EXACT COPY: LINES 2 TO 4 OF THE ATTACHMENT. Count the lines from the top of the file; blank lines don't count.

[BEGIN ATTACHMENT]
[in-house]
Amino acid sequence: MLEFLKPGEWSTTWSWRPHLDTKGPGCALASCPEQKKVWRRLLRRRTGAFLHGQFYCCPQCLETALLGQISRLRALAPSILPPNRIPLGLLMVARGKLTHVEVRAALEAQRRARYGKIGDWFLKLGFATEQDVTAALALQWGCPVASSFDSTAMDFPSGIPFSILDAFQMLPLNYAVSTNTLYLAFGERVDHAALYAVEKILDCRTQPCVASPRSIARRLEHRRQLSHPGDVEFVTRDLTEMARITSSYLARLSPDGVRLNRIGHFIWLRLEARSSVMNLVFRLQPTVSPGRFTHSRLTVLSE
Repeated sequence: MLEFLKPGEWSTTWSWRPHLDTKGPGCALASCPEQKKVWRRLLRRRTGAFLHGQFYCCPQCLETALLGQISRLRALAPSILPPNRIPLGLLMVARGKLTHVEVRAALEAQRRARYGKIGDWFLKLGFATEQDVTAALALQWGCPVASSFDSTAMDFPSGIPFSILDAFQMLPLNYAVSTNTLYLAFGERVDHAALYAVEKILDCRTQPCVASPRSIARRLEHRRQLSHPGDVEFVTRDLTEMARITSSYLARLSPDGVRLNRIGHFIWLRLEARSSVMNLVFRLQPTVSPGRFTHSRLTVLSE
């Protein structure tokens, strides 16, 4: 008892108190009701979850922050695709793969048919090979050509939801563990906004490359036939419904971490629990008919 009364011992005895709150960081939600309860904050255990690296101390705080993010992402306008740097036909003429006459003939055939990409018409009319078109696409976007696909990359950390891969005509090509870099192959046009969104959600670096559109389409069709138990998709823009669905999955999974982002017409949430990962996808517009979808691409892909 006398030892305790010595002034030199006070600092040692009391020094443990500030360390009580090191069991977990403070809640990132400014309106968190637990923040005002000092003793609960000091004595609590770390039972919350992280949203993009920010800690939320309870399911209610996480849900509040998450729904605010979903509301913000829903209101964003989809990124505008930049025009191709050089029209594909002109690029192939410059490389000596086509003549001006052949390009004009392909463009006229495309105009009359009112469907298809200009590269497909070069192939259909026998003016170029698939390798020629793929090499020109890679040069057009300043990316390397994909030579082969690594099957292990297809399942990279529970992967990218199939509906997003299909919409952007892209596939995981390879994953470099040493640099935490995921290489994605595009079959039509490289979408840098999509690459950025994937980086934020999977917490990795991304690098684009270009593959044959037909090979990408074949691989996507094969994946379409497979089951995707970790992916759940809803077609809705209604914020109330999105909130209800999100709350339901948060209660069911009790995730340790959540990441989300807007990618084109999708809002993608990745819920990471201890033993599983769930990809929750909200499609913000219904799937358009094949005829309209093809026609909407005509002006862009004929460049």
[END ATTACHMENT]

Amino acid sequence: MLEFLKPGEWSTTWSWRPHLDTKGPGCALASCPEQKKVWRRLLRRRTGAFLHGQFYCCPQCLETALLGQISRLRALAPSILPPNRIPLGLLMVARGKLTHVEVRAALEAQRRARYGKIGDWFLKLGFATEQDVTAALALQWGCPVASSFDSTAMDFPSGIPFSILDAFQMLPLNYAVSTNTLYLAFGERVDHAALYAVEKILDCRTQPCVASPRSIARRLEHRRQLSHPGDVEFVTRDLTEMARITSSYLARLSPDGVRLNRIGHFIWLRLEARSSVMNLVFRLQPTVSPGRFTHSRLTVLSE
Repeated sequence: MLEFLKPGEWSTTWSWRPHLDTKGPGCALASCPEQKKVWRRLLRRRTGAFLHGQFYCCPQCLETALLGQISRLRALAPSILPPNRIPLGLLMVARGKLTHVEVRAALEAQRRARYGKIGDWFLKLGFATEQDVTAALALQWGCPVASSFDSTAMDFPSGIPFSILDAFQMLPLNYAVSTNTLYLAFGERVDHAALYAVEKILDCRTQPCVASPRSIARRLEHRRQLSHPGDVEFVTRDLTEMARITSSYLARLSPDGVRLNRIGHFIWLRLEARSSVMNLVFRLQPTVSPGRFTHSRLTVLSE
């Protein structure tokens, strides 16, 4: 008892108190009701979850922050695709793969048919090979050509939801563990906004490359036939419904971490629990008919 009364011992005895709150960081939600309860904050255990690296101390705080993010992402306008740097036909003429006459003939055939990409018409009319078109696409976007696909990359950390891969005509090509870099192959046009969104959600670096559109389409069709138990998709823009669905999955999974982002017409949430990962996808517009979808691409892909 006398030892305790010595002034030199006070600092040692009391020094443990500030360390009580090191069991977990403070809640990132400014309106968190637990923040005002000092003793609960000091004595609590770390039972919350992280949203993009920010800690939320309870399911209610996480849900509040998450729904605010979903509301913000829903209101964003989809990124505008930049025009191709050089029209594909002109690029192939410059490389000596086509003549001006052949390009004009392909463009006229495309105009009359009112469907298809200009590269497909070069192939259909026998003016170029698939390798020629793929090499020109890679040069057009300043990316390397994909030579082969690594099957292990297809399942990279529970992967990218199939509906997003299909919409952007892209596939995981390879994953470099040493640099935490995921290489994605595009079959039509490289979408840098999509690459950025994937980086934020999977917490990795991304690098684009270009593959044959037909090979990408074949691989996507094969994946379409497979089951995707970790992916759940809803077609809705209604914020109330999105909130209800999100709350339901948060209660069911009790995730340790959540990441989300807007990618084109999708809002993608990745819920990471201890033993599983769930990809929750909200499609913000219904799937358009094949005829309209093809026609909407005509002006862009004929460049």